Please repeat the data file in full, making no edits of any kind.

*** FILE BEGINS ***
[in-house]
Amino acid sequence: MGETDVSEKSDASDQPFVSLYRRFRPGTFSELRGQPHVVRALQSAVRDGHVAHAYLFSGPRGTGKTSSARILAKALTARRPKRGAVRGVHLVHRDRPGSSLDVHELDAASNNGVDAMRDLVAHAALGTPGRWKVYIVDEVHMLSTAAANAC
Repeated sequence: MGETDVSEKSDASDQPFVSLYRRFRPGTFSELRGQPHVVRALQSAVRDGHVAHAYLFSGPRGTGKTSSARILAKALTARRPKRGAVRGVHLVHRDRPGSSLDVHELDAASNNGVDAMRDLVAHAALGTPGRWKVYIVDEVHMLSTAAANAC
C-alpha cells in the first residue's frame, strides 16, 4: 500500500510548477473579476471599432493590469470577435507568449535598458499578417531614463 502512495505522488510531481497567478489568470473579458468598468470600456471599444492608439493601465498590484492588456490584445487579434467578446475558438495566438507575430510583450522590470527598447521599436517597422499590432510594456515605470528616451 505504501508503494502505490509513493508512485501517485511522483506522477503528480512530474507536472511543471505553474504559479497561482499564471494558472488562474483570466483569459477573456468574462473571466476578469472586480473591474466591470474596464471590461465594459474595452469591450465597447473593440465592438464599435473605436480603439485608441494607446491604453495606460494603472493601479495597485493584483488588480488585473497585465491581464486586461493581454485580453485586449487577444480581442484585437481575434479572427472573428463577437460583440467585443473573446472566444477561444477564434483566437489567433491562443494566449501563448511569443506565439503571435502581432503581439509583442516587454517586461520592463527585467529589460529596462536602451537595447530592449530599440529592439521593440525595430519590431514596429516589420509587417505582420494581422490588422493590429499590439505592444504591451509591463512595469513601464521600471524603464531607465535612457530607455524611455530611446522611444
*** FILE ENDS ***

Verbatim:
[in-house]
Amino acid sequence: MGETDVSEKSDASDQPFVSLYRRFRPGTFSELRGQPHVVRALQSAVRDGHVAHAYLFSGPRGTGKTSSARILAKALTARRPKRGAVRGVHLVHRDRPGSSLDVHELDAASNNGVDAMRDLVAHAALGTPGRWKVYIVDEVHMLSTAAANAC
Repeated sequence: MGETDVSEKSDASDQPFVSLYRRFRPGTFSELRGQPHVVRALQSAVRDGHVAHAYLFSGPRGTGKTSSARILAKALTARRPKRGAVRGVHLVHRDRPGSSLDVHELDAASNNGVDAMRDLVAHAALGTPGRWKVYIVDEVHMLSTAAANAC
C-alpha cells in the first residue's frame, strides 16, 4: 500500500510548477473579476471599432493590469470577435507568449535598458499578417531614463 502512495505522488510531481497567478489568470473579458468598468470600456471599444492608439493601465498590484492588456490584445487579434467578446475558438495566438507575430510583450522590470527598447521599436517597422499590432510594456515605470528616451 505504501508503494502505490509513493508512485501517485511522483506522477503528480512530474507536472511543471505553474504559479497561482499564471494558472488562474483570466483569459477573456468574462473571466476578469472586480473591474466591470474596464471590461465594459474595452469591450465597447473593440465592438464599435473605436480603439485608441494607446491604453495606460494603472493601479495597485493584483488588480488585473497585465491581464486586461493581454485580453485586449487577444480581442484585437481575434479572427472573428463577437460583440467585443473573446472566444477561444477564434483566437489567433491562443494566449501563448511569443506565439503571435502581432503581439509583442516587454517586461520592463527585467529589460529596462536602451537595447530592449530599440529592439521593440525595430519590431514596429516589420509587417505582420494581422490588422493590429499590439505592444504591451509591463512595469513601464521600471524603464531607465535612457530607455524611455530611446522611444